Knee 450 articles
Options to treat patients with wear or osteolysis include full revision, partial (tibial or femoral) revision, and isolated polyethylene exchange. It is unclear whether one choice is superior to the other. Polyethylene quality reportedly influences the survivorship of primary TKA, but similar reports are not described for revision TKA.
Improved Accuracy of Alignment With Patient-specific Positioning Guides Compared With Manual Instrumentation in TKA
Coronal malalignment occurs frequently in TKA and may affect implant durability and knee function. Designed to improve alignment accuracy and precision, the patient-specific positioning guide is predicated on restoration of the overall mechanical axis and is a multifaceted new tool in achieving traditional goals of TKA.
Restoring patellar height is important in revision TKA for normal knee function and kinematics. Alteration in patellar height after revision TKA is associated with inferior extensor mechanism function.
Mark B. Coventry Award: Synovial C-reactive Protein: A Prospective Evaluation of a Molecular Marker for Periprosthetic Knee Joint Infection
C-reactive protein (CRP) serum assays are a standard element of the diagnostic workup for periprosthetic joint infection (PJI). However, because CRP is a marker for systemic inflammation, this test is not specific to PJI.
Postoperative varus alignment has been associated with lower IKS scores and increased failure rates. Appropriate positioning of TKA components therefore is a key concern of surgeons. However, obtaining neutral alignment can be challenging in patients with substantial preoperative varus deformity and it is unclear whether residual deformity influences revision rates.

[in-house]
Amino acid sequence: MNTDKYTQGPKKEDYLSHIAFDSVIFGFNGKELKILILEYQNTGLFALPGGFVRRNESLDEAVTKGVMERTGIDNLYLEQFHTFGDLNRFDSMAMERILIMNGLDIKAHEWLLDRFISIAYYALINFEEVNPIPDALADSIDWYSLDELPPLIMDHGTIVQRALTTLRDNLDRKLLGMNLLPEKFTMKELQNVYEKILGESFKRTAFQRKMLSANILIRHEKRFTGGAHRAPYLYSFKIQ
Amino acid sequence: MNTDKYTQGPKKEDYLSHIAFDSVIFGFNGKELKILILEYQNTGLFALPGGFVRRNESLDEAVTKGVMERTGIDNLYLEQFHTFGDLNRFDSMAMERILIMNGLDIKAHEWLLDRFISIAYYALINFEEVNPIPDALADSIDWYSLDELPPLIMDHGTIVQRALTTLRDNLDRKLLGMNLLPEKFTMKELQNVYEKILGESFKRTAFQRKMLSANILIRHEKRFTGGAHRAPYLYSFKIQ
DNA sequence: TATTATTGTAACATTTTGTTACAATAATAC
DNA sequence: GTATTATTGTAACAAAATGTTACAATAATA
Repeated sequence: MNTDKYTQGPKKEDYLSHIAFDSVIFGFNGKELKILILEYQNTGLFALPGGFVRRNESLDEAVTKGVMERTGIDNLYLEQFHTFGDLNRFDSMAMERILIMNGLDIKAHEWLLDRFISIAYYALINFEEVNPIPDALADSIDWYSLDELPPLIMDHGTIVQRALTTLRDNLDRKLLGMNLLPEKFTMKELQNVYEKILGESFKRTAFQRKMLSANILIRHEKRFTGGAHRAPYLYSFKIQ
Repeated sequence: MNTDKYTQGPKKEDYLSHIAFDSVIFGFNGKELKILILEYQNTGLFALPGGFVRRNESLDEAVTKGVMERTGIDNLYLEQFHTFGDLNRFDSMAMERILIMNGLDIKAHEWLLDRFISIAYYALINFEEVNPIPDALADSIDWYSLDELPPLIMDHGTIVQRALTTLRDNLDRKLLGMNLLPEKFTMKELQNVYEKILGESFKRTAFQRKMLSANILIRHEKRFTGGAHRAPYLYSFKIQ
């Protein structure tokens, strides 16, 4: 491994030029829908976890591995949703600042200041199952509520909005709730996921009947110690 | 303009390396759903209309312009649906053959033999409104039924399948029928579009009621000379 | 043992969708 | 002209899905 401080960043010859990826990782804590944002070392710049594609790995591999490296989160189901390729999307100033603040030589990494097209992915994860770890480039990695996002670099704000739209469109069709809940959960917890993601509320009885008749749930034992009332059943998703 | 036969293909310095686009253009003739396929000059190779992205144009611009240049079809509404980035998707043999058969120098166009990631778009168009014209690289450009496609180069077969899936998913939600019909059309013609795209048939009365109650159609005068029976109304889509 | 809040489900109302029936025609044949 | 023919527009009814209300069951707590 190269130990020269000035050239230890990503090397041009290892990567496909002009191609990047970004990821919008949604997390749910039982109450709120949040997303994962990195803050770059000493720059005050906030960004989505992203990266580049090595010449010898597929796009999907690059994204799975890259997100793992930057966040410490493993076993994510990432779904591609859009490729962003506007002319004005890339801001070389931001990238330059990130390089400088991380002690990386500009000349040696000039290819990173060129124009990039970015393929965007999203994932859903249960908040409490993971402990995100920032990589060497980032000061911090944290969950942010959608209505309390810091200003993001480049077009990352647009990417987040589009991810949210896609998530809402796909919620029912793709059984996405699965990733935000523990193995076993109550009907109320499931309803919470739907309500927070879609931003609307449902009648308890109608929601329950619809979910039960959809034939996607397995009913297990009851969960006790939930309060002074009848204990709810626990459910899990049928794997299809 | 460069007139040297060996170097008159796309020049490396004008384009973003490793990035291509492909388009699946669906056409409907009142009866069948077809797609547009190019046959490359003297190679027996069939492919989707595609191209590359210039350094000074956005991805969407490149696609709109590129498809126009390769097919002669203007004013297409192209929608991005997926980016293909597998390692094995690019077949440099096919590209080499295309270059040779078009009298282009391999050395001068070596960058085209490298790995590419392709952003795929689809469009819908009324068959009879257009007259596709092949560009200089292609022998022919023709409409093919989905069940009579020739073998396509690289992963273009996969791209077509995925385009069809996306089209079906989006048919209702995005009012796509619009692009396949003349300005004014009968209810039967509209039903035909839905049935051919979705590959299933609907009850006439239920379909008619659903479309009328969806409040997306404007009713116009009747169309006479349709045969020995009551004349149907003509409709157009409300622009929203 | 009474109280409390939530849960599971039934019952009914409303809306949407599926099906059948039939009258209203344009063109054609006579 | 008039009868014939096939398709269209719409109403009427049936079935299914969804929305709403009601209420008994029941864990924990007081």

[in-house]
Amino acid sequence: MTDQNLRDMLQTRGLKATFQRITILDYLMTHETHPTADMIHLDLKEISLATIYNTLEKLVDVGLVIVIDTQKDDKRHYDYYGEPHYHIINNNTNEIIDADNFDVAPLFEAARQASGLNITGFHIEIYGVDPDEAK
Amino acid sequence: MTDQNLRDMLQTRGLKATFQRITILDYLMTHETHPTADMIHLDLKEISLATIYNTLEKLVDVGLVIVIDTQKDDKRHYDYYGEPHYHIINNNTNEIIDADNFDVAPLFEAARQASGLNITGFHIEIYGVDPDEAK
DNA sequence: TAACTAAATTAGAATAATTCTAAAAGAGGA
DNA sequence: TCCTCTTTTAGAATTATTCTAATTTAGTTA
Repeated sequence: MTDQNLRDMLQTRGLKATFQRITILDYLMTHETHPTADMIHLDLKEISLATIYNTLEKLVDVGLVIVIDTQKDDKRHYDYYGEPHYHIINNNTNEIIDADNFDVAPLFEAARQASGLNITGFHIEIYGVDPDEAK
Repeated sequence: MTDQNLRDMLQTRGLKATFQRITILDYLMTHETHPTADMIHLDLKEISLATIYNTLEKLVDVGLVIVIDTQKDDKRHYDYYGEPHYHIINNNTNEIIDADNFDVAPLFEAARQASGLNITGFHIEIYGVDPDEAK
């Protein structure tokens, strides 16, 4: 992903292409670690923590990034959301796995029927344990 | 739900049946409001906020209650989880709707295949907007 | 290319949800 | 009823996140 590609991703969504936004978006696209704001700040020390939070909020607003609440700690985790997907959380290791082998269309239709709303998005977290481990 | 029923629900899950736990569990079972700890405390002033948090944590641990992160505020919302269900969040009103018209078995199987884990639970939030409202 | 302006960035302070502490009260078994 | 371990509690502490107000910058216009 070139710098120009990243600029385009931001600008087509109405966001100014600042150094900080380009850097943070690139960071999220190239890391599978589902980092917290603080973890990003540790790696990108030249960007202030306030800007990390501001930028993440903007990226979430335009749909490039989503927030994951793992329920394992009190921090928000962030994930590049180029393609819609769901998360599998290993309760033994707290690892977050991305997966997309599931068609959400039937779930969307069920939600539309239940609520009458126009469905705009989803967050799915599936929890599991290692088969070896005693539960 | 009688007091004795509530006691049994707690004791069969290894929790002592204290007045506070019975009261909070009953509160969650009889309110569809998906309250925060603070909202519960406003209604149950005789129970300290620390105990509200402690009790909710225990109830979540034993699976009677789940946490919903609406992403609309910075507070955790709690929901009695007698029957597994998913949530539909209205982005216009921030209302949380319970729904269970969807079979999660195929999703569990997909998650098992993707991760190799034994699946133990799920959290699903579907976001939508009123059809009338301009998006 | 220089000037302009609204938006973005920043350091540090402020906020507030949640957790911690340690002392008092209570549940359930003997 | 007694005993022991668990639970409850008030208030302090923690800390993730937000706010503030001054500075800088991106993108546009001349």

Acute knee dislocation is rare but has a high rate of associated neurovascular injuries and potentially limb-threatening complications. These include the substantial morbidity associated with peroneal nerve injury: neuropathic pain, decreased mobility, and considerably reduced function, which not only impairs patient function but complicates treatment.
The anterior midline skin incision in a TKA provides excellent surgical exposure. However, it usually requires sectioning the infrapatellar branch of the saphenous nerve which may be associated with lateral cutaneous hypesthesia and neuroma formation.
Numerous reports suggest the application of platelet-rich plasma (PRP) during TKA may decrease postoperative bleeding. Because excessive bleeding can increase postoperative pain and inflammation, use of PRP also reportedly decreases the need for narcotics and increases speed of recovery after TKA. Because previous investigations of PRP and TKA reflect a weak level of medical evidence, we sought to confirm these findings.
Although the severity of knee osteoarthritis (OA) usually is assessed using different measures of joint structure, function, and pain, the relationships between these measures are unclear.
All-Polyethylene Tibial Components in Obese Patients Are Associated With Low Failure at Midterm Followup
In the United States, the obese population has increased markedly over the last four decades, and this trend continues. High patient weight places additional stress on TKA components, which may lead to increased polyethylene wear, osteolysis, radiolucencies, and clinical failure. Metal-backed tibial components and all-polyethylene tibial components in the general population have comparable osteolysis and failure, but it is unclear whether these components yield similar osteolysis and failure in obese patients.